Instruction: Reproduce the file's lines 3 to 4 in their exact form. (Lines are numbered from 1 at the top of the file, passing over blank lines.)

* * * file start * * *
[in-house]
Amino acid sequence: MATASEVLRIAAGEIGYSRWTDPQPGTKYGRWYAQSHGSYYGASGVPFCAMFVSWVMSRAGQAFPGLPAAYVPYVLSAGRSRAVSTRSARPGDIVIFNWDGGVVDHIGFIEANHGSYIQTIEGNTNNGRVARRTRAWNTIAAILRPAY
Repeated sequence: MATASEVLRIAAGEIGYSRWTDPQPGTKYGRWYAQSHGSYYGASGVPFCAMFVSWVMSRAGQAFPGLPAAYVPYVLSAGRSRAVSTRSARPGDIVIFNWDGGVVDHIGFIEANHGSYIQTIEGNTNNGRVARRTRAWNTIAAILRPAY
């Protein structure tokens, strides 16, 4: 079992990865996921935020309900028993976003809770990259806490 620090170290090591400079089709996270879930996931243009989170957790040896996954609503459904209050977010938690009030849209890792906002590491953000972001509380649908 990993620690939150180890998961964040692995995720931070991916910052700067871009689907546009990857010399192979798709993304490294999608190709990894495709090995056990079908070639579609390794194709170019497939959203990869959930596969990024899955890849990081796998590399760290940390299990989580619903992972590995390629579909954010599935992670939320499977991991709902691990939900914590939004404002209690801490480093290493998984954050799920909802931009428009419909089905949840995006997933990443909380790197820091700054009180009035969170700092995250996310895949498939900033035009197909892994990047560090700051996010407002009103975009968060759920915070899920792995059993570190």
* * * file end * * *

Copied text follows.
Repeated sequence: MATASEVLRIAAGEIGYSRWTDPQPGTKYGRWYAQSHGSYYGASGVPFCAMFVSWVMSRAGQAFPGLPAAYVPYVLSAGRSRAVSTRSARPGDIVIFNWDGGVVDHIGFIEANHGSYIQTIEGNTNNGRVARRTRAWNTIAAILRPAY
């Protein structure tokens, strides 16, 4: 079992990865996921935020309900028993976003809770990259806490 620090170290090591400079089709996270879930996931243009989170957790040896996954609503459904209050977010938690009030849209890792906002590491953000972001509380649908 990993620690939150180890998961964040692995995720931070991916910052700067871009689907546009990857010399192979798709993304490294999608190709990894495709090995056990079908070639579609390794194709170019497939959203990869959930596969990024899955890849990081796998590399760290940390299990989580619903992972590995390629579909954010599935992670939320499977991991709902691990939900914590939004404002209690801490480093290493998984954050799920909802931009428009419909089905949840995006997933990443909380790197820091700054009180009035969170700092995250996310895949498939900033035009197909892994990047560090700051996010407002009103975009968060759920915070899920792995059993570190």